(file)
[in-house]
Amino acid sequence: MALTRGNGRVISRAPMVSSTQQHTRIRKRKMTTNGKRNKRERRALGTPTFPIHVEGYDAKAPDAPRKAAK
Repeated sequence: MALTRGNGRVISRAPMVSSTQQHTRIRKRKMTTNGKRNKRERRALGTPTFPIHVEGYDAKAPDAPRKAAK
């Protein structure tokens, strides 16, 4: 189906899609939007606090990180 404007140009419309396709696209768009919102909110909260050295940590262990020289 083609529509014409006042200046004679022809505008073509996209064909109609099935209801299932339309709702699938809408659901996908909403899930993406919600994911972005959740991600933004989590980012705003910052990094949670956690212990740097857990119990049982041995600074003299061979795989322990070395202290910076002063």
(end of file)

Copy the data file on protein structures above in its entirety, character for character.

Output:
[in-house]
Amino acid sequence: MALTRGNGRVISRAPMVSSTQQHTRIRKRKMTTNGKRNKRERRALGTPTFPIHVEGYDAKAPDAPRKAAK
Repeated sequence: MALTRGNGRVISRAPMVSSTQQHTRIRKRKMTTNGKRNKRERRALGTPTFPIHVEGYDAKAPDAPRKAAK
């Protein structure tokens, strides 16, 4: 189906899609939007606090990180 404007140009419309396709696209768009919102909110909260050295940590262990020289 083609529509014409006042200046004679022809505008073509996209064909109609099935209801299932339309709702699938809408659901996908909403899930993406919600994911972005959740991600933004989590980012705003910052990094949670956690212990740097857990119990049982041995600074003299061979795989322990070395202290910076002063």